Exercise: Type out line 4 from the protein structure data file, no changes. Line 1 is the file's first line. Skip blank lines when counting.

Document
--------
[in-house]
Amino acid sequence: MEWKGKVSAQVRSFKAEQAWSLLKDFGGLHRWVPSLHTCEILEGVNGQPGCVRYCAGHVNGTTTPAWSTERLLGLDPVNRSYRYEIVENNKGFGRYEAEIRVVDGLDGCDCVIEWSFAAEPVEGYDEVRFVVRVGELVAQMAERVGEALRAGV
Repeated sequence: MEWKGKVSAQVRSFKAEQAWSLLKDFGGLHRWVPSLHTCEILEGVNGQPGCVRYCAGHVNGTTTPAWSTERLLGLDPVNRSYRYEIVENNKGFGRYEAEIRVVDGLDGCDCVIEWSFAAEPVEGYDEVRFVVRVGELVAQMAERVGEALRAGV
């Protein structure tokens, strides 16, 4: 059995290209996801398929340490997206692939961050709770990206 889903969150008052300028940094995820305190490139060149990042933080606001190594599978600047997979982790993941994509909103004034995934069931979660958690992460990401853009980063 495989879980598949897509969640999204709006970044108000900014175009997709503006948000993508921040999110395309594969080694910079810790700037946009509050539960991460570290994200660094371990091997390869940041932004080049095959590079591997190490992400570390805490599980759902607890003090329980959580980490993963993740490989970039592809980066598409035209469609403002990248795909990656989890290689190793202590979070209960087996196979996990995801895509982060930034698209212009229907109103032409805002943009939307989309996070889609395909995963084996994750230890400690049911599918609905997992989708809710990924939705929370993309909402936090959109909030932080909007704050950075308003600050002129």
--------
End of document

């Protein structure tokens, strides 16, 4: 059995290209996801398929340490997206692939961050709770990206 889903969150008052300028940094995820305190490139060149990042933080606001190594599978600047997979982790993941994509909103004034995934069931979660958690992460990401853009980063 495989879980598949897509969640999204709006970044108000900014175009997709503006948000993508921040999110395309594969080694910079810790700037946009509050539960991460570290994200660094371990091997390869940041932004080049095959590079591997190490992400570390805490599980759902607890003090329980959580980490993963993740490989970039592809980066598409035209469609403002990248795909990656989890290689190793202590979070209960087996196979996990995801895509982060930034698209212009229907109103032409805002943009939307989309996070889609395909995963084996994750230890400690049911599918609905997992989708809710990924939705929370993309909402936090959109909030932080909007704050950075308003600050002129």